Lake Merritt Harmful Algae Bloom Updates and Management

Check this page for information about harmful algae blooms in Oakland waterways.

Posted: August 4th, 2023 4:03 PM

Last Updated: March 20th, 2024 11:06 AM

Latest Updates

For March 2024 updates on Lake Merritt water quality and safety guidance, visit this page.

On August 21, 2023, the City of Oakland issued this press release updating status of the Lake Merritt Water Quality Management Pilot Project.

On August 18, 2023, the San Francisco Bay Regional Water Quality Control Board reported on that the red tide began to dissipate in early August and that “It has been over a week since we received a new report of discolored water and samples confirm there is a low presence of the species responsible for the red tide, Heterosigma akashiwo, in Bay waters. However, there are several months of warm weather ahead, and it is possible another bloom may form. We will continue to work with our partners to monitor the Bay. Discolored water and other signs of potential harmful algae blooms should be reported to the Water Boards by filling out the online HAB Report form or by contacting the HAB Hotline: Email:; Phone: 1-844-729-6466 (toll free). Observations of dead fish should also be reported to the SF Bay Harmful Algae Bloom 2023 project on iNaturalist set up by California Department of Fish and Wildlife for tracking and response.”

On August 15, 2023, the City of Oakland installed a new aeration fountain in Lake Merritt. The new fountain is located near the Pergola by El Embarcadero Avenue and replaces an out-of-service fountain at that location. By mixing air into the water, the fountain will improve dissolved oxygen (DO) levels in the Lake, helping to maintain an oxygenated refuge for aquatic life near the fountain. The design and spray settings on the new fountain maximize benefit to wildlife.

On August 1, 2023 the City of Oakland was notified that the same harmful algal bloom organism that caused red tides and fish kills throughout San Francisco Bay, including Lake Merritt last August and September, has been detected again. The Water Board posted this advisory. The August-September 2022 Lake Merritt fish kill is largely attributed to low dissolved oxygen brought on by the red tide. The City of Oakland is working to fast track the Lake Merritt Water Quality Management Pilot Project which will install an oxygenation device and an aeration device in the Lake to improve dissolved oxygen levels in an effort to reduce the risk of another fish kill. The City of Oakland is working quickly to order and install equipment and obtain necessary permits from regulatory agencies. The City will install the devices as soon as possible.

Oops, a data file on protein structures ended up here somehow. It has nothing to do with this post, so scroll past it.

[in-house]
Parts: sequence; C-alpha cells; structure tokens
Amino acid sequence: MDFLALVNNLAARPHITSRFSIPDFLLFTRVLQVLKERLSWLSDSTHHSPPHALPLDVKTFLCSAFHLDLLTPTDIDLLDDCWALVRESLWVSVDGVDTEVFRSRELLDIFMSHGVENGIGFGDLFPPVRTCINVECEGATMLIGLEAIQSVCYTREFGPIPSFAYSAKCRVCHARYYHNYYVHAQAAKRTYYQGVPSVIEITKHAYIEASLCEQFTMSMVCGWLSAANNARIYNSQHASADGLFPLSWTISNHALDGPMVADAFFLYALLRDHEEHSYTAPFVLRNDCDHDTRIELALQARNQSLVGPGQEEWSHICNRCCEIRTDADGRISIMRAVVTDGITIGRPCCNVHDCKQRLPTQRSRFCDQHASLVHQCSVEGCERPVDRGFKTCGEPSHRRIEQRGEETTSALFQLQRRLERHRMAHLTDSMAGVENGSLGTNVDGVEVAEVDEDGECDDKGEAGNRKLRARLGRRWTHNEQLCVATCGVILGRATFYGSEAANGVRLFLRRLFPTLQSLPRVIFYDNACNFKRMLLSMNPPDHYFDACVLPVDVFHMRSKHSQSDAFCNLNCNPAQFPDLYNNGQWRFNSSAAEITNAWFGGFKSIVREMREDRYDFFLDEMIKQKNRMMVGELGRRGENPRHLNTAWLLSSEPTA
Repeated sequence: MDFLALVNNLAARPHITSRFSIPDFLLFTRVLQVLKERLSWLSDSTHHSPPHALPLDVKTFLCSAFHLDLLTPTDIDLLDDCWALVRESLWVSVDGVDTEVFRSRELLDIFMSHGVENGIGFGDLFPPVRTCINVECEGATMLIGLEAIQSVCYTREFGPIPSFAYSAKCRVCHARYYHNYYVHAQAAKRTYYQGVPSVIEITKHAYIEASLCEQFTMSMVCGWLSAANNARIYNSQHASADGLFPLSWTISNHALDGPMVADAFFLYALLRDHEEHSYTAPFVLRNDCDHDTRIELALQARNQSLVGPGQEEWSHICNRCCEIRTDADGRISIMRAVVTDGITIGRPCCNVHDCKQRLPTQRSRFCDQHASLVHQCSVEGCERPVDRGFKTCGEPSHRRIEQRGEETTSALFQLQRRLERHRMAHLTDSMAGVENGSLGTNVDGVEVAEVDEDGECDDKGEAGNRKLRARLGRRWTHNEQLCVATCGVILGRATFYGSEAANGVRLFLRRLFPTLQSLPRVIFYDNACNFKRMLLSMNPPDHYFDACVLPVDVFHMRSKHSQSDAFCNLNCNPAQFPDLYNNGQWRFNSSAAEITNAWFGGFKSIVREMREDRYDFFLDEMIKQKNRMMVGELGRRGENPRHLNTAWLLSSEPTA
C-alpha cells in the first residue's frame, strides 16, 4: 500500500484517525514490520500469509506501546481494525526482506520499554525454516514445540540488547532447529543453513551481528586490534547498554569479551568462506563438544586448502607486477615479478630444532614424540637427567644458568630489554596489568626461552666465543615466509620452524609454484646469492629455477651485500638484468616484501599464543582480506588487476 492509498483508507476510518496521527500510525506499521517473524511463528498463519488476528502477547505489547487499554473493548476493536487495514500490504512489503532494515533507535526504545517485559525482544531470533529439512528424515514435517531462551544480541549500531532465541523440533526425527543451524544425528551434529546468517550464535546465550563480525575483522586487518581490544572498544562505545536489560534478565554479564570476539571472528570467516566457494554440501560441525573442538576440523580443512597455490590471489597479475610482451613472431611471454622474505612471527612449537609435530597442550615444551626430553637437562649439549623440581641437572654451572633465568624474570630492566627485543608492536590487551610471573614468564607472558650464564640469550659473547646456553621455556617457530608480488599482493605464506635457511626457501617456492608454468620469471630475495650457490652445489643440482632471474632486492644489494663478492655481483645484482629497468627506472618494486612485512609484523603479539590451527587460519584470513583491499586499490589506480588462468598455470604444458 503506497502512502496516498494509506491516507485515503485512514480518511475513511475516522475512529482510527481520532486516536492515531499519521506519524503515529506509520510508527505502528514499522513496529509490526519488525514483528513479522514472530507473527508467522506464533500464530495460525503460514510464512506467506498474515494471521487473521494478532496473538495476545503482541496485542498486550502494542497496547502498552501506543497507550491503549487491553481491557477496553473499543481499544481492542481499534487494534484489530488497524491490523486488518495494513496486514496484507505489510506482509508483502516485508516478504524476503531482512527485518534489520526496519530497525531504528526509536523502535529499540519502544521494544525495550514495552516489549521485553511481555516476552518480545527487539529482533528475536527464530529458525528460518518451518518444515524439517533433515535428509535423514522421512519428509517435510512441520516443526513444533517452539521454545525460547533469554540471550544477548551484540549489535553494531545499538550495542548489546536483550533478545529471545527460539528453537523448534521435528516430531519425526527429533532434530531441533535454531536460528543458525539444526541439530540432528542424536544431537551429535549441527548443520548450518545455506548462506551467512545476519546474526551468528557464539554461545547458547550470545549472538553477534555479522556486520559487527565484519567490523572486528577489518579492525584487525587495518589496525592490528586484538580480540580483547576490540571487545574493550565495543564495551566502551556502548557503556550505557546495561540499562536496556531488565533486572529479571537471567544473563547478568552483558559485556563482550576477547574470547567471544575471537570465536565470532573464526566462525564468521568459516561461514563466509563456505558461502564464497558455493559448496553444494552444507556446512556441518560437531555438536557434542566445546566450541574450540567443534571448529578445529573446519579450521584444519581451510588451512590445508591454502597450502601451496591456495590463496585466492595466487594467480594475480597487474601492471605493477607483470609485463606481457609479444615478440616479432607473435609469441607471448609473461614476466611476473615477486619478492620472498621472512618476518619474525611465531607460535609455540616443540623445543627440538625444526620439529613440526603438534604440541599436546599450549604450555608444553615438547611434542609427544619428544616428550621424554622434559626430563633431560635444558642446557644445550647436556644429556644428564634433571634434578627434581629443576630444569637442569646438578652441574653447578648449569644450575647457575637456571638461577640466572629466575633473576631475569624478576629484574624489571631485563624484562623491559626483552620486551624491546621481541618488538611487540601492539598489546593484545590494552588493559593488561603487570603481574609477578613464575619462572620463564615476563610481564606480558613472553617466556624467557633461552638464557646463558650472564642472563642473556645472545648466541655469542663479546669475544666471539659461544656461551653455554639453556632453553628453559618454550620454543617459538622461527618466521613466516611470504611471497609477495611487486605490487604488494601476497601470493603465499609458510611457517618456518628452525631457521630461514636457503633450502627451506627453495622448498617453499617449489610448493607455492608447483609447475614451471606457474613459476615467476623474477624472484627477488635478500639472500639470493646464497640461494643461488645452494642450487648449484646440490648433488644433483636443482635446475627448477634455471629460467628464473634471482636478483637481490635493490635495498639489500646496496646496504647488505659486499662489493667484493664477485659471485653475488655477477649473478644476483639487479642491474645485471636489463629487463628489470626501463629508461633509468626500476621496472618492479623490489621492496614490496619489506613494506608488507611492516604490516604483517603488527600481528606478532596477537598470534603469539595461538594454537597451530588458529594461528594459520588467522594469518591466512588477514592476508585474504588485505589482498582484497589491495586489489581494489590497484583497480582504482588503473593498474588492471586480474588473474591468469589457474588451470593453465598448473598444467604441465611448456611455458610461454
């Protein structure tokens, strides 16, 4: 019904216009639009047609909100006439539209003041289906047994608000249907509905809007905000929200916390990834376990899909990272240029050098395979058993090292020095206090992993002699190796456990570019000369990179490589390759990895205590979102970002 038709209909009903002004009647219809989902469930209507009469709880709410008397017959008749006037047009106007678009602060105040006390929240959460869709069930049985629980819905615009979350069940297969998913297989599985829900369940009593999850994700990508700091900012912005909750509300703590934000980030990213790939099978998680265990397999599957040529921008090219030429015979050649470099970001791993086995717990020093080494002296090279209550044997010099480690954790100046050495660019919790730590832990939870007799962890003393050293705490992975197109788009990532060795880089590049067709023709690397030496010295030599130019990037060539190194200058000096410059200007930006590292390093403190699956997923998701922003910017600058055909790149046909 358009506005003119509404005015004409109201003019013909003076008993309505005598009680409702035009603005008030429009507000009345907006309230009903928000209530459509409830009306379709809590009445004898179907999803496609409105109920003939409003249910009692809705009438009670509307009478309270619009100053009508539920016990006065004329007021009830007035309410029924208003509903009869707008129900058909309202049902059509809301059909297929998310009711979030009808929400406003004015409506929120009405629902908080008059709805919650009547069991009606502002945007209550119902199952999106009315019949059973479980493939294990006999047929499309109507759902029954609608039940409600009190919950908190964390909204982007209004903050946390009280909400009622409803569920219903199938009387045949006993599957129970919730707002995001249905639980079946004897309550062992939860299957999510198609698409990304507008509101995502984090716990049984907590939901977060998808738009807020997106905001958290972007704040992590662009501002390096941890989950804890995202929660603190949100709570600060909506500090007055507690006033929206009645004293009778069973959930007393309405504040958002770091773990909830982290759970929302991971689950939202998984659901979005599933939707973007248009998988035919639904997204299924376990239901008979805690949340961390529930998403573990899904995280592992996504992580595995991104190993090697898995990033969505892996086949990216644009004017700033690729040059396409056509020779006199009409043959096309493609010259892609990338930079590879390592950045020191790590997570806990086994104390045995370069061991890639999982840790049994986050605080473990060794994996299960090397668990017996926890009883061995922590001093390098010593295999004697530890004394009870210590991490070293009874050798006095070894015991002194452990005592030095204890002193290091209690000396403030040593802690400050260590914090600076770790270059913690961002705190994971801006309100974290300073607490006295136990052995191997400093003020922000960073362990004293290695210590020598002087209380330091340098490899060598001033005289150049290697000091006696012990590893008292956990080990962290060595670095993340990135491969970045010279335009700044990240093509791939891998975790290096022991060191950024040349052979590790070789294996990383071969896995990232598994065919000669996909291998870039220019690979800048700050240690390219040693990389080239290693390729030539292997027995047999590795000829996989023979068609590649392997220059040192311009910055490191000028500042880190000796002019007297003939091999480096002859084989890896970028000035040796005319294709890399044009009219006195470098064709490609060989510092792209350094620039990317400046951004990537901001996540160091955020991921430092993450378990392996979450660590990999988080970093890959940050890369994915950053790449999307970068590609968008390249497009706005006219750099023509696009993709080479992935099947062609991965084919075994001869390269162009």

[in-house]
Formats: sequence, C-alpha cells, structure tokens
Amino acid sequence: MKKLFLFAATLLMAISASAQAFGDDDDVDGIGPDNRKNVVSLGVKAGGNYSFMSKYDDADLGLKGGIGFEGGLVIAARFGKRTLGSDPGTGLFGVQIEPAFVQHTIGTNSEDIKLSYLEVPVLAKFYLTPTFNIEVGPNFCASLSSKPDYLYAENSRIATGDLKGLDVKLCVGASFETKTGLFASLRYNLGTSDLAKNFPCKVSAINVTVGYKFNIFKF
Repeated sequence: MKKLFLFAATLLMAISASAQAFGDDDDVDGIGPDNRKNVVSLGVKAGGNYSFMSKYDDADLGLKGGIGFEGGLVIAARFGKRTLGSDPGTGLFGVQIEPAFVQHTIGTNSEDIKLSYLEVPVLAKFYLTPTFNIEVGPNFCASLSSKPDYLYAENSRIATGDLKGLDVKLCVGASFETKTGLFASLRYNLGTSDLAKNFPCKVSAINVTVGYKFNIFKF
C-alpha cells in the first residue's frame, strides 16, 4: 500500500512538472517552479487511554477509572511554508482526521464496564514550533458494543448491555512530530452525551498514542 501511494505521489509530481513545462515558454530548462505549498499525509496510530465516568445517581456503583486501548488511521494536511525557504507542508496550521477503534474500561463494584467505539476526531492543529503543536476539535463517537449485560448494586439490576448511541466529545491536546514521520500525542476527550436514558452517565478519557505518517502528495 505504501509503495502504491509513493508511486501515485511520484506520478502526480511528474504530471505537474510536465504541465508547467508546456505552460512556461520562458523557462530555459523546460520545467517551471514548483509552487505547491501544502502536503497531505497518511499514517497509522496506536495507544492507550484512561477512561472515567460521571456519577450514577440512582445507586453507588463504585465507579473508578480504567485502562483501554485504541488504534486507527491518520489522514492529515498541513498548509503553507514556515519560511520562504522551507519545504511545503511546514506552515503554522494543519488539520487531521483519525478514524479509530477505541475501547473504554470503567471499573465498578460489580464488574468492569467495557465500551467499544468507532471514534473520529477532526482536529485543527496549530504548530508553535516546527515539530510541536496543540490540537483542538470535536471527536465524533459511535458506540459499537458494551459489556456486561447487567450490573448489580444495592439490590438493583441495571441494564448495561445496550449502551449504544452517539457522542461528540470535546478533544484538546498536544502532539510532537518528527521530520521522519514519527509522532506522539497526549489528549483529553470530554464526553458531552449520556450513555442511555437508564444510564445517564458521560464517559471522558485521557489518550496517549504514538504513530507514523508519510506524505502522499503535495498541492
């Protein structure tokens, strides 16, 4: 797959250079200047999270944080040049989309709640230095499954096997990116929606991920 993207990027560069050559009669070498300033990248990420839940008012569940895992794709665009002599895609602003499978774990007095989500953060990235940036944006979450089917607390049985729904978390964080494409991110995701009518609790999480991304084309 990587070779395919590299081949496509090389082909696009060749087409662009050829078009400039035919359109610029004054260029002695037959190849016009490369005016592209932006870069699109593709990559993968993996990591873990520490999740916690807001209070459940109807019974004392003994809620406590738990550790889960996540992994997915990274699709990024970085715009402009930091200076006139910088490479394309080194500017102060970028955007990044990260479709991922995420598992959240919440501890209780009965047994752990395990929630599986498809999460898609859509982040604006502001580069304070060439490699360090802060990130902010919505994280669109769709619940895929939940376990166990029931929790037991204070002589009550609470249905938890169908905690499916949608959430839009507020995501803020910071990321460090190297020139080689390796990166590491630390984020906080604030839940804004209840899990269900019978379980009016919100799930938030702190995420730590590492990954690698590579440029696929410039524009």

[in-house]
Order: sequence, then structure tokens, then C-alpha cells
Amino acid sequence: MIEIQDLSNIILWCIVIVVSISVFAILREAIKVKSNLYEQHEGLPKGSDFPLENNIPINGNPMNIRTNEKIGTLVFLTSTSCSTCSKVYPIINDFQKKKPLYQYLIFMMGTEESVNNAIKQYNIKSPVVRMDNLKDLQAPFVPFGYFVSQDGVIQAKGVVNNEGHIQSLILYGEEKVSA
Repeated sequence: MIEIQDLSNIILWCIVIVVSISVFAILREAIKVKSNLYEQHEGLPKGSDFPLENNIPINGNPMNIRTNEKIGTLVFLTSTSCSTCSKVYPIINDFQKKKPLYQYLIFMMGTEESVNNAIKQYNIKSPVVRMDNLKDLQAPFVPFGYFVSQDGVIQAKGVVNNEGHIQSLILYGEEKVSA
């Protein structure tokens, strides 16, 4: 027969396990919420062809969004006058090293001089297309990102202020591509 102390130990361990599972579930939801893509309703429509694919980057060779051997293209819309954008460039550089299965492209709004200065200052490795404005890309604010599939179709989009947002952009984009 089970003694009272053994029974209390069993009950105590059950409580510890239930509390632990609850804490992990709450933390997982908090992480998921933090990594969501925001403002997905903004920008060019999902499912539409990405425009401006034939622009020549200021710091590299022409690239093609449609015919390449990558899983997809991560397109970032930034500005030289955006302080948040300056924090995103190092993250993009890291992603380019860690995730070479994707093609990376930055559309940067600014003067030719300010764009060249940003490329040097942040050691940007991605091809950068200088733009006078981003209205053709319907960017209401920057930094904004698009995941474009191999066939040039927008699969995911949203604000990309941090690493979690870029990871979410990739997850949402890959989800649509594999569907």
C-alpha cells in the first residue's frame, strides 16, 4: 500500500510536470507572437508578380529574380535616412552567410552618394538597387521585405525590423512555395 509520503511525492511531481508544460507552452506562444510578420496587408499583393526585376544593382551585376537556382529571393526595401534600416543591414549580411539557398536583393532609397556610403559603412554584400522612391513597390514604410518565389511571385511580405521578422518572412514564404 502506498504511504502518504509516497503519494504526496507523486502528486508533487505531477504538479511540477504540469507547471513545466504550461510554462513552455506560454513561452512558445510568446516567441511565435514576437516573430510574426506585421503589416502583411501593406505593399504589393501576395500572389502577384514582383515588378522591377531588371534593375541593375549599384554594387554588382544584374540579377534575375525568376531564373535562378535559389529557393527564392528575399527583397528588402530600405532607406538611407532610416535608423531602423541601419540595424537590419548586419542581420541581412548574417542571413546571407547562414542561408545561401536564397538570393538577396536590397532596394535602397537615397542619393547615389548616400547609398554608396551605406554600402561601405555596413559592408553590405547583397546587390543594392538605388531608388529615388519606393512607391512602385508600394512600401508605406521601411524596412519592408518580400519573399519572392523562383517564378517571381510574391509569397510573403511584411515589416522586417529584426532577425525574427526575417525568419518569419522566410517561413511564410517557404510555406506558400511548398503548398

Aeration Fountain installed Aug 15, 2023 at Lake Merritt
Aeration Fountain installed Aug 15, 2023 at Lake Merritt

Lake Merritt Water Quality Management Pilot Project

Lake Merritt Water Quality Monitoring Data

Background on 2022 Algal Bloom

In August of 2022 parts of San Francisco Bay suffered the effects of a harmful algal bloom (HAB), from an outbreak of Heterosigma akashiwo, an invasive marine alga associated with red tides. Parts of the Bay turned reddish-brown, and in an abundance of caution, public health warnings were issued to avoid contact with toxins that could be released by the algae. Excessive algae in some places depleted oxygen levels in the water too low for fish to breath. The drop in oxygen levels caused massive fish kills along the California coast and in Lake Merritt, where tens of thousands of dead fish washed up on the shoreline. The City of Oakland conducted a large scale cleanup, posted advisory signs around the Lake, and began planning for ways to improve future conditions at the Lake.

The City of Oakland initiated the Lake Merritt Water Quality Management Pilot Project.

Click here to see a detailed account of the 2022 Harmful Algal Bloom in Oakland

What is an algal bloom?

Algae are simple, green aquatic plants that have no roots, leaves, or flowers. Algae and other phytoplankton are important because they form the basis for many aquatic food webs. They also produce most of the oxygen present in Earth’s atmosphere. However, too many algae growing too quickly can wreak havoc on an ecosystem.

Algae make their food through photosynthesis, a process that involves capturing light energy from the sun and converting it to carbohydrates; photosynthesis requires carbon dioxide and water, and releases oxygen. When algae metabolize the carbohydrates through respiration, they get chemical energy to fuel growth, reproduction, and other life processes.

An “algal bloom” is a rapid rise of the algae population in a body of water. Algae blooms are usually caused by moderate increases in water temperature and excess nutrients—primarily phosphorus and nitrogen from crop fertilizers, animal wastes, or sewage facilities. As such, algal blooms can be unintended consequences of some of the methods we use for growing food or processing waste.

The rapid increase of algae can have a drastic effect on an aquatic ecosystem. The algae cover the surface of the water, blocking sunlight from beneficial underwater plants that provide food and shelter for fish and other animals. When the algae proliferate, they start to deplete the nutrient supply and die off. This, in turn, causes a reduction of dissolved oxygen as the dead algae decompose, a process that uses oxygen. Many fish and other aquatic organisms die when the oxygen level lowers.

Courtesy of the Center for Ecoliteracy